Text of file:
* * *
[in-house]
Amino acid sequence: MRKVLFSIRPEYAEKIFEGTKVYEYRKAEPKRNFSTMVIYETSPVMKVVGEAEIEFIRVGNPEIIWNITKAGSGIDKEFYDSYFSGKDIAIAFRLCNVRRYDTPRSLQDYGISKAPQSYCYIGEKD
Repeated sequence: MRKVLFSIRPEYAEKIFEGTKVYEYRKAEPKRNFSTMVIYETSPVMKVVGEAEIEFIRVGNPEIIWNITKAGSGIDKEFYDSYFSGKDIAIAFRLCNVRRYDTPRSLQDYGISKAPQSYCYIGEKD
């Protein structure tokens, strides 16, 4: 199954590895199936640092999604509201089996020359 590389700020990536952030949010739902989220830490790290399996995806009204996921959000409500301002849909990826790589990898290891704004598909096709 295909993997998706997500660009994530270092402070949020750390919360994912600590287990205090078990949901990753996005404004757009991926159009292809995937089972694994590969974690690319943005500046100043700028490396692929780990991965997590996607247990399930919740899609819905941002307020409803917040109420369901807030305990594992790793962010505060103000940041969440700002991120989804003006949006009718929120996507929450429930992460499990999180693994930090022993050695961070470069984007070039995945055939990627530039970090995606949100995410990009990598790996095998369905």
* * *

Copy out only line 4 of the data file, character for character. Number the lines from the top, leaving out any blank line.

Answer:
């Protein structure tokens, strides 16, 4: 199954590895199936640092999604509201089996020359 590389700020990536952030949010739902989220830490790290399996995806009204996921959000409500301002849909990826790589990898290891704004598909096709 295909993997998706997500660009994530270092402070949020750390919360994912600590287990205090078990949901990753996005404004757009991926159009292809995937089972694994590969974690690319943005500046100043700028490396692929780990991965997590996607247990399930919740899609819905941002307020409803917040109420369901807030305990594992790793962010505060103000940041969440700002991120989804003006949006009718929120996507929450429930992460499990999180693994930090022993050695961070470069984007070039995945055939990627530039970090995606949100995410990009990598790996095998369905």